Thoughts on the Current Uncertain Economic Environment
On the economy, here is what we know:
The manufacturing sector growth is showing weakness, and sales growth from large “economic bellwether” public companies has slowed in recent quarters.
Over the last 5 years, the 10 year US Treasury peaked at 3.24% on Nov 12, 2018 . It bottomed in early September at 1.47% and now sits at 1.63%. The Fed has shifted from tightening to lowering interest rates. In addition, the central bank is at a weaker position now in terms of fighting economic weakness because of its limited room to lower interest rates further.
The US consumer has been spending money on their homes, but growth is slowing in that area and trending downward for the last few quarters.
Here are some areas of risk/uncertainty:
The trade war between US and China
Probability of monetary policy error
The US government’s willingness to use fiscal policy to help the economy. We have already had tax cuts, which haven’t yet materially produced the touted benefits of sustained higher growth, larger business investment and increased worker pay. The budget deficit reaching over $1 trillion for the next fiscal year will mean a lack of agreement on government spending plans, especially in an election year.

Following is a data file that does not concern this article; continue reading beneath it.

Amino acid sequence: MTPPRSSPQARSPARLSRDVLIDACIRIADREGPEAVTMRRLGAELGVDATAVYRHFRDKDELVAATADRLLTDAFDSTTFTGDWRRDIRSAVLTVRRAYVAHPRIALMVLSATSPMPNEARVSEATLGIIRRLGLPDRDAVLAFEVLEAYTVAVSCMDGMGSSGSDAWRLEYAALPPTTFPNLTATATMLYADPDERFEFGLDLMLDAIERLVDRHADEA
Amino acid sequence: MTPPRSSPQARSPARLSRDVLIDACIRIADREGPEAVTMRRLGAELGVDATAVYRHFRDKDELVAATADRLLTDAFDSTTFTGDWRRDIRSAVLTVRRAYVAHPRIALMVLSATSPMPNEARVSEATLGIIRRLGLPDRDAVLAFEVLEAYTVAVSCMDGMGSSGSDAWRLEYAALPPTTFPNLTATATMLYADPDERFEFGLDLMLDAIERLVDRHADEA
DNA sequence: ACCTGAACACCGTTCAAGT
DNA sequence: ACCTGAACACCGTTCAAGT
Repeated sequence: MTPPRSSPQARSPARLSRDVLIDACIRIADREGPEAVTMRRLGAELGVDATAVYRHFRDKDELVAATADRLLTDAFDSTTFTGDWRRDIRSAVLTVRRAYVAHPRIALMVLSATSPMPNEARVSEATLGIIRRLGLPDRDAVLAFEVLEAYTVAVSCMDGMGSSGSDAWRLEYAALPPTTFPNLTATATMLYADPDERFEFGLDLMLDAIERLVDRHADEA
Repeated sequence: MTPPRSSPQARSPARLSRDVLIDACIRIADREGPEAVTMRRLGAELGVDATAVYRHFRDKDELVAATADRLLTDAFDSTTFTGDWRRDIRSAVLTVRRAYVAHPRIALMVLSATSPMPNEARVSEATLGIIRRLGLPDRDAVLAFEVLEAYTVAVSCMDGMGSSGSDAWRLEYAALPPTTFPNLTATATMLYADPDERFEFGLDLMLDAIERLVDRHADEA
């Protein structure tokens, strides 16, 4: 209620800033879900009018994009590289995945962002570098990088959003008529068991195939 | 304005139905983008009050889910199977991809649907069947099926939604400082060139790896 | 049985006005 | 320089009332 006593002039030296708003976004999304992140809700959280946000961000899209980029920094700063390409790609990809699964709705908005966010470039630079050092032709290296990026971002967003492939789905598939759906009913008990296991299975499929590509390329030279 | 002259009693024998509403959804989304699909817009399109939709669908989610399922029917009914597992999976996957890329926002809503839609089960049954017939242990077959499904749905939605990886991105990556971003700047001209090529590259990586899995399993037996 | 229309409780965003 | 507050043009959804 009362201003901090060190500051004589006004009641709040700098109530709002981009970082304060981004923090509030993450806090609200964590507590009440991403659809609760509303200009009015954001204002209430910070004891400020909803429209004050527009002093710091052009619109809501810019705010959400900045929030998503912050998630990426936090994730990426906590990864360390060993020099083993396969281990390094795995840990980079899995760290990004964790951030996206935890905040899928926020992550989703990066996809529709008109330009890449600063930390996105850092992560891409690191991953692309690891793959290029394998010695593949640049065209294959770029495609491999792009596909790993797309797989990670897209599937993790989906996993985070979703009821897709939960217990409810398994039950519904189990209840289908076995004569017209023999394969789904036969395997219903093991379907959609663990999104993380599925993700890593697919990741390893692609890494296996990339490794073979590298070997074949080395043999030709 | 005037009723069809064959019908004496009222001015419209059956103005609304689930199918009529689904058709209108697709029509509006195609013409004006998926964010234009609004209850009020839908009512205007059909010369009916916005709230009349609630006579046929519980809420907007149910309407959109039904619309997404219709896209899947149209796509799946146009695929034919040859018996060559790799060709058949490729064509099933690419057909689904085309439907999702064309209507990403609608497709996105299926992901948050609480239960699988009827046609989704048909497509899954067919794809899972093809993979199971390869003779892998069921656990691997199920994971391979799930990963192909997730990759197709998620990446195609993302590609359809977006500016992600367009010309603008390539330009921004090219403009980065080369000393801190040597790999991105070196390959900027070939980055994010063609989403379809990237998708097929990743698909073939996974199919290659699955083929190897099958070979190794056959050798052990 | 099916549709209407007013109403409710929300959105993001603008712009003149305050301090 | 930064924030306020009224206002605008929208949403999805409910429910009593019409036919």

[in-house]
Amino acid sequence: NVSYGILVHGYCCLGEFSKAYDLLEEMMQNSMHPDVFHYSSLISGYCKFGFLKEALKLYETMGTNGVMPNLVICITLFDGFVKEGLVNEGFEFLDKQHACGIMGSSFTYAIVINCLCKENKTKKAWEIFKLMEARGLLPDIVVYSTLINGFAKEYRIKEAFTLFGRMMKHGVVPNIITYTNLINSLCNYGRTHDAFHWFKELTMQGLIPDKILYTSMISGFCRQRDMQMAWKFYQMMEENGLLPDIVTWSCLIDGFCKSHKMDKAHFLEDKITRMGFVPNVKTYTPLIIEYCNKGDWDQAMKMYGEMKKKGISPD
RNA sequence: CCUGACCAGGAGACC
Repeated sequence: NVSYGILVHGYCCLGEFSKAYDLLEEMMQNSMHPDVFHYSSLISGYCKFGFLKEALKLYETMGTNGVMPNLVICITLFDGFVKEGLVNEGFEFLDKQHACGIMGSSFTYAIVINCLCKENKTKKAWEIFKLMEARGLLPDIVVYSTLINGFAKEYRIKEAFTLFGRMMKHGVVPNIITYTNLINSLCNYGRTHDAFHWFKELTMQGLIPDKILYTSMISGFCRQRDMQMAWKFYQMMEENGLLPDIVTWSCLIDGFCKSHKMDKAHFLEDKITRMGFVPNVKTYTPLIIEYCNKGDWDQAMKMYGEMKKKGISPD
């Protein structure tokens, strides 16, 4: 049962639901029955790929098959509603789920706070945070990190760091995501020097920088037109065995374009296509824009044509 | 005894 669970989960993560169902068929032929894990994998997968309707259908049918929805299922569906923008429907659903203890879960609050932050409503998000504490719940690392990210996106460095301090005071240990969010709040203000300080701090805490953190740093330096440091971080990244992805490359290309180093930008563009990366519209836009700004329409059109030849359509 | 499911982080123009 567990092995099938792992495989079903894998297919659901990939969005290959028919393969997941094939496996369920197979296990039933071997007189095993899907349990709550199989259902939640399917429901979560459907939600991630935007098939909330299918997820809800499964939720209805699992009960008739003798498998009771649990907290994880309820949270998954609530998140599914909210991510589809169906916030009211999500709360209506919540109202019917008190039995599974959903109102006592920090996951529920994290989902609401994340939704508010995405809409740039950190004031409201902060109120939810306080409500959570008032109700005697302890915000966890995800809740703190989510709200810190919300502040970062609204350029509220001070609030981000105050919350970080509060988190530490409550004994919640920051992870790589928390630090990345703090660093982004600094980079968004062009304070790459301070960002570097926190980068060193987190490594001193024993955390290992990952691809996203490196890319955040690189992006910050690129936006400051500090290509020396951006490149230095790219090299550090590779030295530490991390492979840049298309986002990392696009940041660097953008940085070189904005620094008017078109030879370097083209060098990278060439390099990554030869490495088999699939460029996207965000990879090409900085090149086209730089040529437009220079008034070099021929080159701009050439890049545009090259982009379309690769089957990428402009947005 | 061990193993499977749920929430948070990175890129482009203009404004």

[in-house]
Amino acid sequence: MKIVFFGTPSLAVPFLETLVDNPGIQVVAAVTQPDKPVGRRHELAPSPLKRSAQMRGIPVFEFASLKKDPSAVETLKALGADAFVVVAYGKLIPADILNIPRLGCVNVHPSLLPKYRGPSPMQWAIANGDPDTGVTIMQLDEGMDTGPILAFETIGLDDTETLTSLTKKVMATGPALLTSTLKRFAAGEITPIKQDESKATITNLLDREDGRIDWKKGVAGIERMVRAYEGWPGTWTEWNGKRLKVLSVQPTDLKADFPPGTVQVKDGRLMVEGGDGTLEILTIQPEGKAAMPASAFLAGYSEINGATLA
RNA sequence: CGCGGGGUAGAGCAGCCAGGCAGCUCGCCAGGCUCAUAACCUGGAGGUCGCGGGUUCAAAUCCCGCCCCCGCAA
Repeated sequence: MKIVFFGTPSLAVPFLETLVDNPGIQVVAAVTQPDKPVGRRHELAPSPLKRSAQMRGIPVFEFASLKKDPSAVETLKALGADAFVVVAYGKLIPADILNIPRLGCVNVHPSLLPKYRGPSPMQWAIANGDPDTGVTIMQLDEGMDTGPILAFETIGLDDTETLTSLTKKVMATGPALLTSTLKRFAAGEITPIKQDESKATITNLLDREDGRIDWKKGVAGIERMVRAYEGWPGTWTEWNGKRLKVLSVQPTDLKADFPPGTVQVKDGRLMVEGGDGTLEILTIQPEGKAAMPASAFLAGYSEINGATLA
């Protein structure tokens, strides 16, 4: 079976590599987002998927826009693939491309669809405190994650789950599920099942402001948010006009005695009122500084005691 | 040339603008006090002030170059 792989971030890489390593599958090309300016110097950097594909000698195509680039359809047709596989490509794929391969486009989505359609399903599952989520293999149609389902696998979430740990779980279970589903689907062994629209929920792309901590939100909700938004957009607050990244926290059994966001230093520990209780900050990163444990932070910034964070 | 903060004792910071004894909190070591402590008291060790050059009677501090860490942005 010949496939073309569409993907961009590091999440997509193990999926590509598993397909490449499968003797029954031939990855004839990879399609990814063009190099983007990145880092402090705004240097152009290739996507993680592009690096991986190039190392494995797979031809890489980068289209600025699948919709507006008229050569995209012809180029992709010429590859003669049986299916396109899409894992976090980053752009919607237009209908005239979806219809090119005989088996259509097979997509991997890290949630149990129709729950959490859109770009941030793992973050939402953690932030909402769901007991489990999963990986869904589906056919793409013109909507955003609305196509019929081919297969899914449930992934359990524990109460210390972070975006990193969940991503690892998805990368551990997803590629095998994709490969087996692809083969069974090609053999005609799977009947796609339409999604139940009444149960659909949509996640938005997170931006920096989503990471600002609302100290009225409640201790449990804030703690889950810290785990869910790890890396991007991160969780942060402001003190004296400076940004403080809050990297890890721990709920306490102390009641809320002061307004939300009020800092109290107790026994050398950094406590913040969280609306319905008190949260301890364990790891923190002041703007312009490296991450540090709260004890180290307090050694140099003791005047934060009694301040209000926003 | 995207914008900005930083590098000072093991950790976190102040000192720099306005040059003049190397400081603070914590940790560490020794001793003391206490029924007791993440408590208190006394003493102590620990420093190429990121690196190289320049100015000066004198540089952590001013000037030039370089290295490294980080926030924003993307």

The yield curve has inverted, which historically has meant a recession is on the horizon; however, a yield curve inversion doesn’t give us insight on recession timing.
Near-zero global interest rates: G-7 nations are already experiencing negative real long-term interest rates, which suggest economic weakness and a sizeable macroeconomic challenge
Will the US experience something similar to Japan? 20 years ago, Japan’s central bank (BOJ) adopted zero interest rates. Since then, we have witnessed the limits of what a central bank can do as the BOJ has failed to reflate their economy and rates have remained rock-bottom. In the US, will weak economic growth and low inflation lead to lower interest rates? Combined with falling confidence, the US may find it hard to escape a low rate environment.
How can the finance team help be effective risk managers?
Build out a strong Financial Planning and Analysis function, which enables a collaborative budgeting process
With a rolling forecast that is updated monthly with actual results, a business of any size can make smarter, data-driven decisions as new information comes in each month
Communication and discussion of financial info/KPIs among C-level team and departments means fewer surprises and good teamwork on important decisions